Acne is a facet of life; about 80% of people aged 11-30 would have had acne at some time in their lives.
Acne also has the risk of producing acne scars. Acne scars could linger on one’s skin (let alone their face) and have a negative impact on many sufferers’ self-esteem. The depressed or atrophic acne scar is a typical form of acne scar.
The CO2 fractional laser is one of several acne scar treatments used to reduce the appearance of acne scars by leveling the depression on the skin. The downtime could last up to one week, occasionally more, based on each person’s recovery.
The Fractional CO2 Laser’s laser radiation generates microscopic incisions in your skin, reaching deep into the dermis to break fibrous tissue. In reaction, the skin closes these gaps by pushing out uneven and damaged skin and replacing it with healthier, noticeably even skin tone.
The laser speeds up the repair procedure even further. The residual heat of the laser encourages the skin to manufacture new collagen, a building block in the skin. It’s known as collagen remodeling. The end result? More radiant and even-toned skin.
What Causes Acne Scars?
The skin is the largest organ in the body. There are 3 basic levels to it. They’re the dermis, hypodermis, and epidermis. The layers protect the delicate inner organs from UV rays, elements, and germs, and they also help manufacture vitamin D from sunshine. Acne might occur everywhere with sebaceous glands, although it’s most commonly found on the back, chest, and face.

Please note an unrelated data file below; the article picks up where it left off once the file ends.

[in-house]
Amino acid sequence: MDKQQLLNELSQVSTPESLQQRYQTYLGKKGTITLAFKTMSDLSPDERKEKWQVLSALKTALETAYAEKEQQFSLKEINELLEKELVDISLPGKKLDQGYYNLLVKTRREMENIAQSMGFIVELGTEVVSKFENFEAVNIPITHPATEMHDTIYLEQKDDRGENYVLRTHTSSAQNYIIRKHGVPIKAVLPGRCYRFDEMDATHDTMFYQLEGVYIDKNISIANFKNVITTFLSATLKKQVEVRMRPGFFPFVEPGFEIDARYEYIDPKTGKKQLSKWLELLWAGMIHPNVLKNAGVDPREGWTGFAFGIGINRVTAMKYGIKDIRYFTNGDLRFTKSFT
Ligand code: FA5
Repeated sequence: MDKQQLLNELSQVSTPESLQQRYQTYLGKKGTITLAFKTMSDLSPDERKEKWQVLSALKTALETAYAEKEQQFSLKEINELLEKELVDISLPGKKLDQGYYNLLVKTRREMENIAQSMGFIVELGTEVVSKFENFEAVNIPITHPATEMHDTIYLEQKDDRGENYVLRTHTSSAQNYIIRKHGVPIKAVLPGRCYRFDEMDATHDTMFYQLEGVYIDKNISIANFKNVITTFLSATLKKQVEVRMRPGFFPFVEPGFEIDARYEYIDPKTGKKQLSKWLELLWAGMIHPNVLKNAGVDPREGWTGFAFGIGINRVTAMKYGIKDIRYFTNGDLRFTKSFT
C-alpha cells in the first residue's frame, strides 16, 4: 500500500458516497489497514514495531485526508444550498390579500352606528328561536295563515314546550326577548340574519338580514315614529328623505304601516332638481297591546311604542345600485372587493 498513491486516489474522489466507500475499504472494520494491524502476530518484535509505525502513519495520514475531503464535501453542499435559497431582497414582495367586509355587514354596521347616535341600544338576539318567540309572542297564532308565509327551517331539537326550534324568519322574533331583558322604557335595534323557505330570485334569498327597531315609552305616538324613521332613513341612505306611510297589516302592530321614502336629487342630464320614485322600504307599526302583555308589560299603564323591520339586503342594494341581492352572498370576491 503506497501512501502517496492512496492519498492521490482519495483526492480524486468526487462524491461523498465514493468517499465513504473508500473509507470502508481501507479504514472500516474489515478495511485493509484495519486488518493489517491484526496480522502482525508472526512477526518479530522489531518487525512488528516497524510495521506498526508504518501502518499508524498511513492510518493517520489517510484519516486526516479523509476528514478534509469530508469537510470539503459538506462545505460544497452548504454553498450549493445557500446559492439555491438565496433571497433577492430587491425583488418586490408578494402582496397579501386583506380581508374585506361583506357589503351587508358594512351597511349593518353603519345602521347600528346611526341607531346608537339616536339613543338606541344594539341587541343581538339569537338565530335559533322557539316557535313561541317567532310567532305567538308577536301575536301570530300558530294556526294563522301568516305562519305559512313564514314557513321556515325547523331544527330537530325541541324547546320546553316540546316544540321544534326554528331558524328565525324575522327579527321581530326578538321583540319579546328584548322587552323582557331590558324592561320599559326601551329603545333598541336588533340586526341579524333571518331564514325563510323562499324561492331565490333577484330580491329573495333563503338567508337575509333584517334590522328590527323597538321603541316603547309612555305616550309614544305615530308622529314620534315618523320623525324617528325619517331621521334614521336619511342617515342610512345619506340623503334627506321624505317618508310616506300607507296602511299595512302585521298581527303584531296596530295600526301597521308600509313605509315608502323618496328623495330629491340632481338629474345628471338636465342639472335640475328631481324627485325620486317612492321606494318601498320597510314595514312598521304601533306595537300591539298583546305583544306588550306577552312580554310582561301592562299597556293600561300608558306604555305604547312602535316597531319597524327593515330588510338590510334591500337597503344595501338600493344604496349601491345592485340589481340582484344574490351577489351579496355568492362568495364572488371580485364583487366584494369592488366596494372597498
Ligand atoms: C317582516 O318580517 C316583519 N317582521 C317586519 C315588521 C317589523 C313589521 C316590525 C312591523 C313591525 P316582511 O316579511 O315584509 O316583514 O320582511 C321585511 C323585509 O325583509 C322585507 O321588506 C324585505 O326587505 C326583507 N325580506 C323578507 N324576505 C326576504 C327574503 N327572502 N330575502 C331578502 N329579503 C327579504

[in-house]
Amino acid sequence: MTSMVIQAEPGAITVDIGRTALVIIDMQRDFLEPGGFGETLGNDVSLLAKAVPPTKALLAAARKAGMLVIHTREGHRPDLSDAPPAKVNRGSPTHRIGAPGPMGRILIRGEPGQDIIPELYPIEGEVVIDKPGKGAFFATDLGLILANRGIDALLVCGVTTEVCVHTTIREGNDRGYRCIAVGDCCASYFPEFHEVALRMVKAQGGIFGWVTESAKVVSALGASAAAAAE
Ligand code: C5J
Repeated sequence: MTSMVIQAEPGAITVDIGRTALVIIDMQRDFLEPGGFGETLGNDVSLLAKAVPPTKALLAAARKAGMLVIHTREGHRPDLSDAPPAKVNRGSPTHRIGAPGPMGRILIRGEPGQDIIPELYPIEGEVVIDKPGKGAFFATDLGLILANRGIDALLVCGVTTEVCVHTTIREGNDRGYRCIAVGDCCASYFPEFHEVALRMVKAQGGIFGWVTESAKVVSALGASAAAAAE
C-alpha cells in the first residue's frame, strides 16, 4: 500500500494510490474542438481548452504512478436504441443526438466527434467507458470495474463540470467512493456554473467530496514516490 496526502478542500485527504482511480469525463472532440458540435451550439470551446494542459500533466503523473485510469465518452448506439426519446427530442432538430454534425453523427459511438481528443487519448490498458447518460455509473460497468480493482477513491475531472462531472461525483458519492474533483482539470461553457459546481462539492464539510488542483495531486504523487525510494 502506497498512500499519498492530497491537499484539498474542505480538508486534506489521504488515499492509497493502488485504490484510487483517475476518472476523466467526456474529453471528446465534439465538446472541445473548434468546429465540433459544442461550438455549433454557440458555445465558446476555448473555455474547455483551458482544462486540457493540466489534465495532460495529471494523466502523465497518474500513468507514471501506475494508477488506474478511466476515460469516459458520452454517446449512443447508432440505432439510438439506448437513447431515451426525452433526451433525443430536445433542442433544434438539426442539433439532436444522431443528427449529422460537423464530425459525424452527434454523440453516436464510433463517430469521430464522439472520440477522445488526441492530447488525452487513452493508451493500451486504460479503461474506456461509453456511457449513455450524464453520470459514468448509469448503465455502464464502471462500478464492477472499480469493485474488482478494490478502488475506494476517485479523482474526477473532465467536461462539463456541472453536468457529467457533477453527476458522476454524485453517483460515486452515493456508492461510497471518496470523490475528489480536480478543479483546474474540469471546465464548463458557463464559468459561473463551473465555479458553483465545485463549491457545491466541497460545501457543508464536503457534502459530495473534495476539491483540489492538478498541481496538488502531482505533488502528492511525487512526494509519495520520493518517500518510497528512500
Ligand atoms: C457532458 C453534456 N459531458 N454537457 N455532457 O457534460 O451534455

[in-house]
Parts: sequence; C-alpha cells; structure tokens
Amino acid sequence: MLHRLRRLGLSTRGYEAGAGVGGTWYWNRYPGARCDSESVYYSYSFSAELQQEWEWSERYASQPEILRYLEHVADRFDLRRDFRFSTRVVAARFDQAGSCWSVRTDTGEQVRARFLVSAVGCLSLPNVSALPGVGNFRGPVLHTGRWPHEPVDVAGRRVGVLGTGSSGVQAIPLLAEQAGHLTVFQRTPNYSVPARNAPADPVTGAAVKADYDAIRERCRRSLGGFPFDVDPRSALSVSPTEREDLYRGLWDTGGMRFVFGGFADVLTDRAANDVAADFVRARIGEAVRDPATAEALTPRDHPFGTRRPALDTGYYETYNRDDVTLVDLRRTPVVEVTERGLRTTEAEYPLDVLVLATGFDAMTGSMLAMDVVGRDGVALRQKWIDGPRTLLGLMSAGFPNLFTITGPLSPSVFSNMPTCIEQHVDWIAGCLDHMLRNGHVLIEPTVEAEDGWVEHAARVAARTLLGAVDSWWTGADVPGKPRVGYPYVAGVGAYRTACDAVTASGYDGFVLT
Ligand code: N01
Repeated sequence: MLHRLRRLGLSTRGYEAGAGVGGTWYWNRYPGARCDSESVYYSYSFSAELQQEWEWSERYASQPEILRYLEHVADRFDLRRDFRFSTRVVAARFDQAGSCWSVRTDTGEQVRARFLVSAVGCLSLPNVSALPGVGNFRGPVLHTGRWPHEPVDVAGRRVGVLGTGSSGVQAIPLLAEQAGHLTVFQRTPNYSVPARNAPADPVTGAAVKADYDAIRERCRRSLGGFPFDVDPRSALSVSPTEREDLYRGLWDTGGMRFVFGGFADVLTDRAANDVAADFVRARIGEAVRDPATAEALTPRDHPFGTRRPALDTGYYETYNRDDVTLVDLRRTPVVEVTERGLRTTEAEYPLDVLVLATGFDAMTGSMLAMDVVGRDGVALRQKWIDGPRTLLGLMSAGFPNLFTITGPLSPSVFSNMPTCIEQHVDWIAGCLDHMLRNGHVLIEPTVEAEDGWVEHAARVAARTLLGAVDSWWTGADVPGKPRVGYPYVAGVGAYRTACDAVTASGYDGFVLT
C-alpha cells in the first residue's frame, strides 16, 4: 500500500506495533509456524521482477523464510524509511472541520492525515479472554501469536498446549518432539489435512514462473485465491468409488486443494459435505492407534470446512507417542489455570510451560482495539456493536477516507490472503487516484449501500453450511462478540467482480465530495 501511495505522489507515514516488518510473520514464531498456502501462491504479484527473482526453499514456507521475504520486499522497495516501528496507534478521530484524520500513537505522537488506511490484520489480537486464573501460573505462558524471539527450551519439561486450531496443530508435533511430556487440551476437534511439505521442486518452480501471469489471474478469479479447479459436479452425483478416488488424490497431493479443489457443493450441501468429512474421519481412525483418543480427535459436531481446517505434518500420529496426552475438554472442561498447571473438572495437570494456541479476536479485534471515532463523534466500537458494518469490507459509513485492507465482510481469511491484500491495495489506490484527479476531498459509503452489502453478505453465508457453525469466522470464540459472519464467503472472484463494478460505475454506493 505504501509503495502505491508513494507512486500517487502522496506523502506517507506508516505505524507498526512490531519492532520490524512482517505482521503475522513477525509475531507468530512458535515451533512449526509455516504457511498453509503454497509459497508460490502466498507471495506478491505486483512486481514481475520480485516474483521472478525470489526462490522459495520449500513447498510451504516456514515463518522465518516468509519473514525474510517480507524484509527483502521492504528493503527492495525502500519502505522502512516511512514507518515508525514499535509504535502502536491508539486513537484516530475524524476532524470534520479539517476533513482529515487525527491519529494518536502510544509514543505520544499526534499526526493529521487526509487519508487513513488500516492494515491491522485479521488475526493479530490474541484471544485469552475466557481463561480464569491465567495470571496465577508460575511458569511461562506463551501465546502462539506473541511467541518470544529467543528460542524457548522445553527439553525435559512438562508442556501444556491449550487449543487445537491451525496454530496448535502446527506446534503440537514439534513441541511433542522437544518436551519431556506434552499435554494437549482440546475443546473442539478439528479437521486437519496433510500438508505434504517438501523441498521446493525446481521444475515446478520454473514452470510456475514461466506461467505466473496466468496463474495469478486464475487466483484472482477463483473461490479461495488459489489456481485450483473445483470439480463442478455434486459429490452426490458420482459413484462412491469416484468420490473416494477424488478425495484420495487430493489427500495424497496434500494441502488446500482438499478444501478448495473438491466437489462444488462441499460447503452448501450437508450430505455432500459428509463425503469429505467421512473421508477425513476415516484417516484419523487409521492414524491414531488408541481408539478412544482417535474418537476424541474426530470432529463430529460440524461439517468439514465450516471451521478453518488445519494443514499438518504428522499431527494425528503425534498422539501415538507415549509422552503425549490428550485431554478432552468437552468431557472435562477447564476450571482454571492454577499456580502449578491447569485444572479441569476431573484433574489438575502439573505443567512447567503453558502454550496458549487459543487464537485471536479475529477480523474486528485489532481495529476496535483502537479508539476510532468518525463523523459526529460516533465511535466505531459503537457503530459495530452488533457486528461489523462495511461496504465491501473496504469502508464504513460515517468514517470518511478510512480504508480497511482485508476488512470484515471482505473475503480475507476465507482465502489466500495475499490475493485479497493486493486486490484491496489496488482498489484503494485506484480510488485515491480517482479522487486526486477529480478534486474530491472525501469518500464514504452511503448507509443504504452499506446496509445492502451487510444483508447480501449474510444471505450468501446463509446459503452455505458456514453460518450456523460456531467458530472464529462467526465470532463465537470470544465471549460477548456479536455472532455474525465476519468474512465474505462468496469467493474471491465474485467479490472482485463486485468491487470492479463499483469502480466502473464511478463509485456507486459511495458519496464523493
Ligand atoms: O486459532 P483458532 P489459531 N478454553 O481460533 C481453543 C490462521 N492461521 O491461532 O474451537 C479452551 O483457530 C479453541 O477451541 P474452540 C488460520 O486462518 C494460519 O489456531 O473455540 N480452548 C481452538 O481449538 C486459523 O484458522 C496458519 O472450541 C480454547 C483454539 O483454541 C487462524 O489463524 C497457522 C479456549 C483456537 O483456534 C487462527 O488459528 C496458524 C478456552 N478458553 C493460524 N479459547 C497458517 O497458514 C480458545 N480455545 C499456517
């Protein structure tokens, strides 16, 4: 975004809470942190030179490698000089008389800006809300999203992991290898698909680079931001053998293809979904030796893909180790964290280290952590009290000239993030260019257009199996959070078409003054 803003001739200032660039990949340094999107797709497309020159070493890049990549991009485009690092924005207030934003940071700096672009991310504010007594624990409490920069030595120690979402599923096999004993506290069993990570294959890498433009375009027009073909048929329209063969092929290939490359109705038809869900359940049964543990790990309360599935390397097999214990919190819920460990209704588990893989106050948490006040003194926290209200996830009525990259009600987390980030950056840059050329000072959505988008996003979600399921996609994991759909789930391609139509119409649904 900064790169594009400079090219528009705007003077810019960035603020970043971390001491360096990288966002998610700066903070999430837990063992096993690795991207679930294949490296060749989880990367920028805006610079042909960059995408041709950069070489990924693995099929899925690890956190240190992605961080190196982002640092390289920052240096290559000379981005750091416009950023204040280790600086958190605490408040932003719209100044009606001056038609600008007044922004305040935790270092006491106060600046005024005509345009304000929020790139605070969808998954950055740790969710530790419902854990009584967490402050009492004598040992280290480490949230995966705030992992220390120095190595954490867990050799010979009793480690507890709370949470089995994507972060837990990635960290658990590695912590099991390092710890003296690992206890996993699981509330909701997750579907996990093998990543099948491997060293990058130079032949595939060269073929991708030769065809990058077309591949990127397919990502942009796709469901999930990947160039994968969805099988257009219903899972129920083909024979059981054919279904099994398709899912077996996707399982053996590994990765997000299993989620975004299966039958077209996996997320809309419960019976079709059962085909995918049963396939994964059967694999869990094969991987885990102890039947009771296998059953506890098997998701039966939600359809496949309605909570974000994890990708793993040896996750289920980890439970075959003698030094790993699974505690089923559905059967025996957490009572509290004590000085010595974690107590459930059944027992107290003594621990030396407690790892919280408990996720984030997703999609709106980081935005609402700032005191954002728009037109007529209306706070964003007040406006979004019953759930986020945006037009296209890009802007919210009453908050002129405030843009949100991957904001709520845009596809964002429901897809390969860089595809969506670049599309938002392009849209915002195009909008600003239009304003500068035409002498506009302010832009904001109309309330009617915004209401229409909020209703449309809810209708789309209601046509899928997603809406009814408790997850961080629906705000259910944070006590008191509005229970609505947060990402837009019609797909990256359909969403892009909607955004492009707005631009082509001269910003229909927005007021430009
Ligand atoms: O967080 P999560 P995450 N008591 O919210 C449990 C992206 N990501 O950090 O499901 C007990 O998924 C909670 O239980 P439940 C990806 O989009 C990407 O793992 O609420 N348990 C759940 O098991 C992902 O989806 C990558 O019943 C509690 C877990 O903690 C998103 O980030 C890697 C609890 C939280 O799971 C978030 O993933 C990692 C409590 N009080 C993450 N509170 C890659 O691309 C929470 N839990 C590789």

Acne scars occur due to acne lesion inflammation. The acne pore expands, and the pore wall begins to collapse. Some acne lesions are small, with shallow scars that recover fast. Blemish fluids can also leak into adjacent tissue, leading to deeper scarring. The response of the skin is to create new collagen strands to mend the scar.
Remember that simply because you get acne does not guarantee you will get scars. And if you get one (one in every five persons with acne would have scarring), don’t worry: acne scars are not lifelong! There are treatment options. Some procedures almost completely eliminate the scars, while other treatments assist the skin in healing itself using its own collagen.
Depressed or Atrophic Scarring:
Ice pick: An ice pick has a broad shaft narrowing to the tip. This indentation is prevalent and is among the hardest scars to treat. They could develop on the upper cheekbones and forehead, where the skin is thinner.
Rolling scars are more commonly found on your lower jaw and cheekbones, where the skin is thicker. The indents possess sloping borders, providing the skin with a wavy and irregular appearance.
Boxcar scars are indentations with sharper edges. Those edges enter the skin deeply. These scars are commonly found on the jaw and lower cheeks.
Keloid or hypertrophic scars: These scar tissue lesions extend from your skin. They occur once fibrous tissues, such as collagen, in your skin’s area overgrow. These scars, which are most commonly on the back, chest, jawline, and shoulders, could be itchy, uncomfortable, or painful.
How Does Co2 Fractional Laser Work for Acne?
On the treated surfaces, the CO2 fractional laser generates a zone of small micro heat beams. Thousands of beams would enter the skin, causing minute thermal damage zones while unaffected surrounding tissues.
The small damage stimulates collagen formation, letting the skin begin healing. To restore injured skin, fresh collagen generates new skin cells. Simultaneously, the skin will gain suppleness and elasticity, resulting in youthful-looking skin.
Collagen formation would occur in both the targeted locations and the surrounding healthy tissue, allowing for total skin regeneration. When compared to completely ablative lasers, this acne scar treatment offers less downtime and negative effects.